On 22 March 1972 the British Cabinet decided to suspend the Stormont parliament and impose direct rule on Northern Ireland. It hoped to bring order to a chaotic security situation. Both official and provisional wings of the Irish Republican Army were on the offensive, inter-sectarian violence had become an everyday occurrence, and the government's military policy was discredited by internment without trial, deep interrogation, and the Bloody Sunday massacre. The Cabinet recognised that the early objective of militarily defeating the IRA was now unattainable, and wished to de-escalate the conflict. Although flaws in the British approach had been apparent from quite early on, direct rule allowed for a strategic re-think in 1972, the most violent year of the Troubles. At the highest level politicians in Northern Ireland and London scrambled for a solution, including secret talks between the IRA leadership and members of the government.
However, less historical attention has been focused on the changing intelligence framework, and the effective integration of the information thereby produced into the army's training programme. Counter-insurgencies rely upon sound intelligence to allow force to be used in a discriminate and measured manner. While during the campaign's early years insufficient intelligence provoked serious and lasting rifts with the civilian population, improvements made during 1972 created the basis for a change in military strategy and the eventual move towards police primacy and demilitarisation.
The intelligence system in Northern Ireland
The army exploited eight sources when gathering intelligence: observations made on patrol, clandestine observations including 'black face patrols', vehicle check points, local police contacts, information obtained from interrogation, talks with community leaders, IRA defectors working in uniform for a regiment, and informal contacts with ex-servicemen. Foot patrols enabled soldiers to keep in touch with local people, getting a feel for their area and picking up tactical information by observation and in conversations on the streets. In addition, the army conducted frequent house searches, with 36,617 taking place in 1972 (up from 17,262 in 1971). This unpopular tactic, combined with patrolling, allowed for the development of a house-by-house survey in the early 1970s. With such detailed information at their disposal, intelligence officers could identify unusual activities, such as visits by IRA leaders from other areas.
The most notable covert formations at the time were the Military Reconnaissance Force (soldiers gathering intelligence in plain clothes) and the 'Freds' (former IRA members run by military handlers). Intelligence personnel, excluding MI5 and MI6, numbered approximately 500. Civil servants, headed by the Director of Intelligence, worked at GHQ and formation intelligence staffs. HQ Northern Ireland also employed a military intelligence staff. Every battalion maintained an intelligence section, and military intelligence personnel were attached to liaise with the police Special Branch. The Intelligence Corps ran a security and counter-intelligence company. In November 1972 the Army reorganised the special units conducting covert operations by forming the Special Reconnaissance Unit (SRU), a formation whose 120 personnel, with diverse service backgrounds, had first undergone eight weeks selection and training by 22nd Special Air Service Regiment.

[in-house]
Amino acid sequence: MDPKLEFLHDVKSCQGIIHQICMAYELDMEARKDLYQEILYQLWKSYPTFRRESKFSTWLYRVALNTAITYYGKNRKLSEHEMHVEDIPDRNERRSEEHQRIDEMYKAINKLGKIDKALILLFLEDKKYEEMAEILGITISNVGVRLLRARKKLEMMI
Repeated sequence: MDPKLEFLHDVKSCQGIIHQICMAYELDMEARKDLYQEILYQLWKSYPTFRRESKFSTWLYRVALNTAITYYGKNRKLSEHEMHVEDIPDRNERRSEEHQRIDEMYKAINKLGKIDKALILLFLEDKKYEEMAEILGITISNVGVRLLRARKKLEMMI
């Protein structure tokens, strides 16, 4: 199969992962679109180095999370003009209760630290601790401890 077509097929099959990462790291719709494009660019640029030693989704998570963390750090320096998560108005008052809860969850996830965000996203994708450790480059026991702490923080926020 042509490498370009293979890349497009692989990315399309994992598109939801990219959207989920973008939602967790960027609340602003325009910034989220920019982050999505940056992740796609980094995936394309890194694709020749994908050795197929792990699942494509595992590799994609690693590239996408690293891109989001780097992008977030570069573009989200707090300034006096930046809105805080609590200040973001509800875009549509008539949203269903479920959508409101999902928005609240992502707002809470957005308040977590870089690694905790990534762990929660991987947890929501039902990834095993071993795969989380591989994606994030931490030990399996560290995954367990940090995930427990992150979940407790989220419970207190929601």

These units produced intelligence reports describing the IRA's structure, modus operandi and tactics. They revealed how IRA companies were run by a commander with nine subordinate officers, including a quartermaster who supplied, serviced and hid arms and ammunition, delivered them before attacks, and collected them afterwards. A training officer gave weapons training and sometimes commanded a gun team, while the education officer provided ideological sustenance. An engineer officer manufactured nail and blast bombs, controlled the explosive caches, and detonated bombs. As each company needed approximately £300 per month to pay wages (at £5 per single man and £10 for married men) and provide food, accommodation, travel expenses and weaponry, a finance officer was also necessary. He obtained funds from robberies, protection rackets and collections. IRA intelligence officers used pairs of youths to reconnoitre jobs and watch people. Girls were prevailed upon to chat up soldiers for information.
British intelligence reports warned soldiers about IRA tactics too. Certain indicators warned of an impending attack, such as deserted streets, a crowd suddenly parting, and windows open with curtains half-drawn, concealing a sniper position. Sniper assaults came from either the 'yobo', who shot without planning or accuracy at short range, or more dangerously, from an expert. They shot at troops from high rise flats, derelict or occupied houses, and often from one street back through a gap in the houses. The expert sniper often relied on a woman to transport the weapon and scouts to warn of possible targets and threats to the escape route. Counter-measures to the sniper threat involved saturation patrolling, rapidly cordoning-off suspect areas, avoiding repetitious behaviour and using army snipers.